Fannie Mae Increasing Max DTI to 50%, Upping LTVs for ARMs

June 27, 2017 No Comments »
Fannie Mae Increasing Max DTI to 50%, Upping LTVs for ARMs

There’s been a lot of talk lately about mortgage lenders easing credit standards as refinance volume wanes and purchase activity remains constrained by limited inventory.

Because more and more new entrants (many so-called disruptors) have joined the fray, and there’s a smaller pool of eligible mortgage borrowers, risk appetite is expected to rise in coming months.

In fact, a Fannie Mae survey released yesterday found that the share of lenders expecting to ease credit standards over the next quarter hit new all-time highs.

Fannie Mae Increasing Max DTI to 50%

First off, we’ve got Fannie Mae’s Desktop Underwriter (DU) Version 10.1 release slated for the weekend of July 29th.

The biggest change is that this version of DU will allow debt-to-income ratios as high as 50%, up from 45% currently.

For the record, you can get approved at the moment with a DTI as high as 50%, but Fannie requires additional compensating factors to support a DTI ratio between 45-50%, such as lots of assets and an excellent credit score.

With this release, that 50% DTI will be good to go because the DU risk assessment will automatically consider “a broad range of loan characteristics and borrower credit factors.”

In plain English, this means it’ll be easier to get approved for a mortgage with a high DTI ratio, and because Fannie is greenlighting it, banks and lenders will likely ease up and follow suit, ditching overlays in the process.

ARM LTVs Going Up

Along with the DTI change, Fannie will soon permit loan-to-value ratios on adjustable-rate mortgages up to 95%. That means you only need 5% equity to get an ARM.

The rule will  align LTVs on ARMs with those on fixed-rate mortgages, which are deemed lower risk, across all transaction, occupancy, and property types.

For example, someone buying a two-unit owner-occupied property is currently limited to an LTV of 75% if they elect to use an ARM to finance it.

When DU 10.1 is rolled out, this max LTV will increase to 85%, so they’ll only need to put 15% down instead of 25%.

A four-unit owner-occupied property will see the max LTV rise from 65% to 75%.

Similar increases will be seen in a variety of scenarios, meaning more borrowers will be able to, well, borrow more.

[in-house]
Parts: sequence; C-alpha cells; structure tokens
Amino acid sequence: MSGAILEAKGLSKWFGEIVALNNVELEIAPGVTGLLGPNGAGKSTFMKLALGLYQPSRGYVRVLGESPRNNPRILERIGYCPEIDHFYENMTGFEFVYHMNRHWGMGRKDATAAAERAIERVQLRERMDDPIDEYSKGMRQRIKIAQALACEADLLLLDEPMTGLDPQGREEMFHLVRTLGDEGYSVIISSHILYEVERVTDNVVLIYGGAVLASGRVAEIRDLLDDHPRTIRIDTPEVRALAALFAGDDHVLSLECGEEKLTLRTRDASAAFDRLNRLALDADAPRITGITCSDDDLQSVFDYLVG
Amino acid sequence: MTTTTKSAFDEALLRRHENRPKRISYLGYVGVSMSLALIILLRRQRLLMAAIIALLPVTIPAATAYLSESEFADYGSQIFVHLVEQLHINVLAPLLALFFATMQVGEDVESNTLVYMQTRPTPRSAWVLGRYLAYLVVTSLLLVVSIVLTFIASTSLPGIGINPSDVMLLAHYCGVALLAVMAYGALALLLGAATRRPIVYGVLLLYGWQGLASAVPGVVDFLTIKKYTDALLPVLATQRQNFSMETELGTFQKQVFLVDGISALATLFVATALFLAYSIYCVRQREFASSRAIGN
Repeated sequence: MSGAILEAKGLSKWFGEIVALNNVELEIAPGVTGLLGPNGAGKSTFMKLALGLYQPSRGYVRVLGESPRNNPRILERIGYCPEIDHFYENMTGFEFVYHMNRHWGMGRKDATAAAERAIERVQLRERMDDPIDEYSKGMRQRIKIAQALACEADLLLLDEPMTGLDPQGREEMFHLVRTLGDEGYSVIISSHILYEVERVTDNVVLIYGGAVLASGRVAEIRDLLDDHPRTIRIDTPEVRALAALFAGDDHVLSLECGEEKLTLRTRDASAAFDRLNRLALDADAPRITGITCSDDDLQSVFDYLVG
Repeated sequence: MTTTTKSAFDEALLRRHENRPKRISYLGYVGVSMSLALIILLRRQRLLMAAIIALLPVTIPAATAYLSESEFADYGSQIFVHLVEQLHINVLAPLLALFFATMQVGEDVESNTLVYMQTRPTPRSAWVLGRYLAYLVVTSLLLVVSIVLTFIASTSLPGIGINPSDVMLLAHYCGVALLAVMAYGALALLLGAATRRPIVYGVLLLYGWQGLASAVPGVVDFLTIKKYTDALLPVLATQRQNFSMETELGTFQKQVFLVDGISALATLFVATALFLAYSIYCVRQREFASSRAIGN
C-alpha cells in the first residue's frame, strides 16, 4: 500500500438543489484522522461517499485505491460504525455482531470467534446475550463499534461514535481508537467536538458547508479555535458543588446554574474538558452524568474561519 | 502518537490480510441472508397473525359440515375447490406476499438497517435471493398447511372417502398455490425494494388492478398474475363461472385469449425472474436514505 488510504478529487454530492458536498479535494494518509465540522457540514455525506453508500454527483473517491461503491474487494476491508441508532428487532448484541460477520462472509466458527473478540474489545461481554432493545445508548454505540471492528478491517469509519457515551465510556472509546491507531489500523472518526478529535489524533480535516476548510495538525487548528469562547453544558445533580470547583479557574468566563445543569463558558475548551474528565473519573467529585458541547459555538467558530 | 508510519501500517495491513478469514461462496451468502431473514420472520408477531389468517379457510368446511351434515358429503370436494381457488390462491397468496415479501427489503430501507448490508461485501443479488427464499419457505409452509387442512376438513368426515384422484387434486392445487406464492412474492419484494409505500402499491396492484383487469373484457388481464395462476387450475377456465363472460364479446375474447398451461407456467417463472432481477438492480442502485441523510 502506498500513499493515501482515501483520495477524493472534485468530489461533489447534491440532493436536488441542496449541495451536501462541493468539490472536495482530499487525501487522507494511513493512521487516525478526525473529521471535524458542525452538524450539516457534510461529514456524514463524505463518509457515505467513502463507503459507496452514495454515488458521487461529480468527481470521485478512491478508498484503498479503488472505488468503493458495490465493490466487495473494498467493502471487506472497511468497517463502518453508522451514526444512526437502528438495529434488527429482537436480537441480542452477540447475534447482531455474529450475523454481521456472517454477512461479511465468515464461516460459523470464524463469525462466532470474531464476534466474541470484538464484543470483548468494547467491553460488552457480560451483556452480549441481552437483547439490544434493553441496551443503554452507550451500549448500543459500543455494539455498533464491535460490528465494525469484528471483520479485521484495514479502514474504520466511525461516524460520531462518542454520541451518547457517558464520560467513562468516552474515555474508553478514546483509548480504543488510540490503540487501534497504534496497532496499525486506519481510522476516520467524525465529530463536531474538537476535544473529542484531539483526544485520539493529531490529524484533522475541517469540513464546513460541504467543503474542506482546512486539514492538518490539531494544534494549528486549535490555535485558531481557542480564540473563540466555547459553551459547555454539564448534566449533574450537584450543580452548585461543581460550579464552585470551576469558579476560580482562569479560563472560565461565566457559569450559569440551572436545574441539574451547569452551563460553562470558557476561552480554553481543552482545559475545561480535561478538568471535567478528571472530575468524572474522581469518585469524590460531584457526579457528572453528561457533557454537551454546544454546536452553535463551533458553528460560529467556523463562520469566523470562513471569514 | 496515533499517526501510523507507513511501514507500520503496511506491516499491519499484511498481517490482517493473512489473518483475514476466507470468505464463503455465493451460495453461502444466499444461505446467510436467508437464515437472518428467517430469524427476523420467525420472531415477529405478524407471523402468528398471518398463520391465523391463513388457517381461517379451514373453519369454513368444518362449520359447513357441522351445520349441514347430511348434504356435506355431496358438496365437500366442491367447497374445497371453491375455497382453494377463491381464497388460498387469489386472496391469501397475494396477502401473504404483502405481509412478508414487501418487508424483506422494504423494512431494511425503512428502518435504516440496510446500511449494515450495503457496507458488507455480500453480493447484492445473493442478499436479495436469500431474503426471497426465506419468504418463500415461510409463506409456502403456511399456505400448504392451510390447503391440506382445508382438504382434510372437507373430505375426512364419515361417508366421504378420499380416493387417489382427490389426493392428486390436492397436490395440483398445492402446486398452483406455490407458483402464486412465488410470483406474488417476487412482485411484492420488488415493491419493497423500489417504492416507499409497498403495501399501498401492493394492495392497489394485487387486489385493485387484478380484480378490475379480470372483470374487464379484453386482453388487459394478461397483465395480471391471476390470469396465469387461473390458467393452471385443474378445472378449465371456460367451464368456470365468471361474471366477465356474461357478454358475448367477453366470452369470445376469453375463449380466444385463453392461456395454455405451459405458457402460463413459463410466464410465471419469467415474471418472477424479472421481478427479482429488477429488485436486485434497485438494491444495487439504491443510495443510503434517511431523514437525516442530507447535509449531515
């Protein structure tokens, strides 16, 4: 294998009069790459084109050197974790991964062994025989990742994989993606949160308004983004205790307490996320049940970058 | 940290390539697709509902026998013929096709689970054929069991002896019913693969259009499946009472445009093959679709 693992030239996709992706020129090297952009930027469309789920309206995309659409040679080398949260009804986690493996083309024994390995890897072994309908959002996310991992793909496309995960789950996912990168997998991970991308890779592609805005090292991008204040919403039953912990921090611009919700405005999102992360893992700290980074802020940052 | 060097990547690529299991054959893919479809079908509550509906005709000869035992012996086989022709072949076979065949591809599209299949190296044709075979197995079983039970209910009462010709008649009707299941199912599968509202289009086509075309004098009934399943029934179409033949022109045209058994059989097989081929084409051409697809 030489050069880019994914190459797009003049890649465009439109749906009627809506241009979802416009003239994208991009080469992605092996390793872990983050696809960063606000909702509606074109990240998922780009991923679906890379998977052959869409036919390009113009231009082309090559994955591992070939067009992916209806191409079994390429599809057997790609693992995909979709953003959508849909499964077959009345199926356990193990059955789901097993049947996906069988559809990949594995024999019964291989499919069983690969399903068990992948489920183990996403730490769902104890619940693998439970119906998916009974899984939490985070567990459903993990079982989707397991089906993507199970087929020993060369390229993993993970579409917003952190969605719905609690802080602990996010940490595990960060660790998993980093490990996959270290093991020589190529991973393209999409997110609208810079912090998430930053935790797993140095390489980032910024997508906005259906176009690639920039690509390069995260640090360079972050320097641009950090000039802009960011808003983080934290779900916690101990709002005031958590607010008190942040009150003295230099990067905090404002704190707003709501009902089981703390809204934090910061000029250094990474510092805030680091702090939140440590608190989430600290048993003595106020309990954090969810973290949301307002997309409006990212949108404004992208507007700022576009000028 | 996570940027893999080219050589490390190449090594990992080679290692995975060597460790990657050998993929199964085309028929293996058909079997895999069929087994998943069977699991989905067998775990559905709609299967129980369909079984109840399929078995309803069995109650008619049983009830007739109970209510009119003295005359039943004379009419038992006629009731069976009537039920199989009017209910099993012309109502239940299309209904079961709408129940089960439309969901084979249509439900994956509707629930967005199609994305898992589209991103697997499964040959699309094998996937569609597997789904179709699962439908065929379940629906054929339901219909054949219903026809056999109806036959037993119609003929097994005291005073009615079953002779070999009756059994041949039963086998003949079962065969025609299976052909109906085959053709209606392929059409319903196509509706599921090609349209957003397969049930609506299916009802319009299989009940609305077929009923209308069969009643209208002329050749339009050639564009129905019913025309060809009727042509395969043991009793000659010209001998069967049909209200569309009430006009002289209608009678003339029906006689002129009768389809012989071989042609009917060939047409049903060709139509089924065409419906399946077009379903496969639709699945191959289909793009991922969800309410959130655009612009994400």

I’m assuming the 97% LTV offering from Fannie will still only permit a fixed-rate mortgage, for obvious reasons.

It’ll also get easier to borrow if you’re self-employed, with Fannie’s newest version of DU more likely to require just one year of personal and business tax returns.

That should mean less headaches and paperwork, and potentially more approvals if two years of documentation don’t paint your business in as favorable a light.

Finally, Fannie will ease up on borrowers with disputed credit tradelines so that if DU approves the file, no more action will be necessary.

Less Redundancy, More Approved Loans

In summary, it sounds like Fannie will be relying more upon its computer (algorithm) to do the underwriting going forward so that redundant documentation and scrutiny won’t be required.

If you think about it, why should you have to further explain stuff that’s already been taken into account and factored into the automated approval?

These changes, along with other recent enhancements, like more forgiving student loan payment calculations, should make it easier for more folks to get mortgages.

And it could just be the tip of the iceberg. We already discussed the idea of 10% down being the new normal, and the coming removal of tax liens and civil judgments from credit reports might bring even more borrowers into the game.

For the record, Fannie performed an analysis to see what approvals would look like without those derogatory accounts on credit reports and found that the impact would be “small,” and said lenders can remain confident in DU.

Still, cleaner credit reports might result in hundreds of thousands of newly-eligible mortgage borrowers out there.

And altogether, these underwriting changes may affect millions of prospective buyers and those looking to refinance.

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